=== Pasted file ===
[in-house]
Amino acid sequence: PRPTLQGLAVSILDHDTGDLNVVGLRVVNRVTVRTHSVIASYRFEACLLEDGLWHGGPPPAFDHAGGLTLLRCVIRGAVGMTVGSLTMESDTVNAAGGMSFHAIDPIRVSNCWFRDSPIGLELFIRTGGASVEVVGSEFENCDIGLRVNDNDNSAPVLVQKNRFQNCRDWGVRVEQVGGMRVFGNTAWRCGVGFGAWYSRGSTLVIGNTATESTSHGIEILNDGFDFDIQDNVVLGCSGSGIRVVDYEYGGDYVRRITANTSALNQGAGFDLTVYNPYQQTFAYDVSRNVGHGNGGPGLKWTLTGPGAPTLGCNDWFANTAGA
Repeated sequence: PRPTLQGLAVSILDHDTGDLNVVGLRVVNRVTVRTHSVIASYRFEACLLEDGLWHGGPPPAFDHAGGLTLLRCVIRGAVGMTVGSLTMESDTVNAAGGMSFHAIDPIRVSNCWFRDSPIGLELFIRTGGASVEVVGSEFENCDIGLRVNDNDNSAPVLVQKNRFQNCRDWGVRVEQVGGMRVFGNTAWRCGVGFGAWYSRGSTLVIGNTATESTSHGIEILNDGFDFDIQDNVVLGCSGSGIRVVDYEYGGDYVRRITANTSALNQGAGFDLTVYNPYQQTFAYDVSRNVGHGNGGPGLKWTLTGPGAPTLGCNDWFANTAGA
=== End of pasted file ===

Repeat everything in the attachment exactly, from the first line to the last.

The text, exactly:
[in-house]
Amino acid sequence: PRPTLQGLAVSILDHDTGDLNVVGLRVVNRVTVRTHSVIASYRFEACLLEDGLWHGGPPPAFDHAGGLTLLRCVIRGAVGMTVGSLTMESDTVNAAGGMSFHAIDPIRVSNCWFRDSPIGLELFIRTGGASVEVVGSEFENCDIGLRVNDNDNSAPVLVQKNRFQNCRDWGVRVEQVGGMRVFGNTAWRCGVGFGAWYSRGSTLVIGNTATESTSHGIEILNDGFDFDIQDNVVLGCSGSGIRVVDYEYGGDYVRRITANTSALNQGAGFDLTVYNPYQQTFAYDVSRNVGHGNGGPGLKWTLTGPGAPTLGCNDWFANTAGA
Repeated sequence: PRPTLQGLAVSILDHDTGDLNVVGLRVVNRVTVRTHSVIASYRFEACLLEDGLWHGGPPPAFDHAGGLTLLRCVIRGAVGMTVGSLTMESDTVNAAGGMSFHAIDPIRVSNCWFRDSPIGLELFIRTGGASVEVVGSEFENCDIGLRVNDNDNSAPVLVQKNRFQNCRDWGVRVEQVGGMRVFGNTAWRCGVGFGAWYSRGSTLVIGNTATESTSHGIEILNDGFDFDIQDNVVLGCSGSGIRVVDYEYGGDYVRRITANTSALNQGAGFDLTVYNPYQQTFAYDVSRNVGHGNGGPGLKWTLTGPGAPTLGCNDWFANTAGA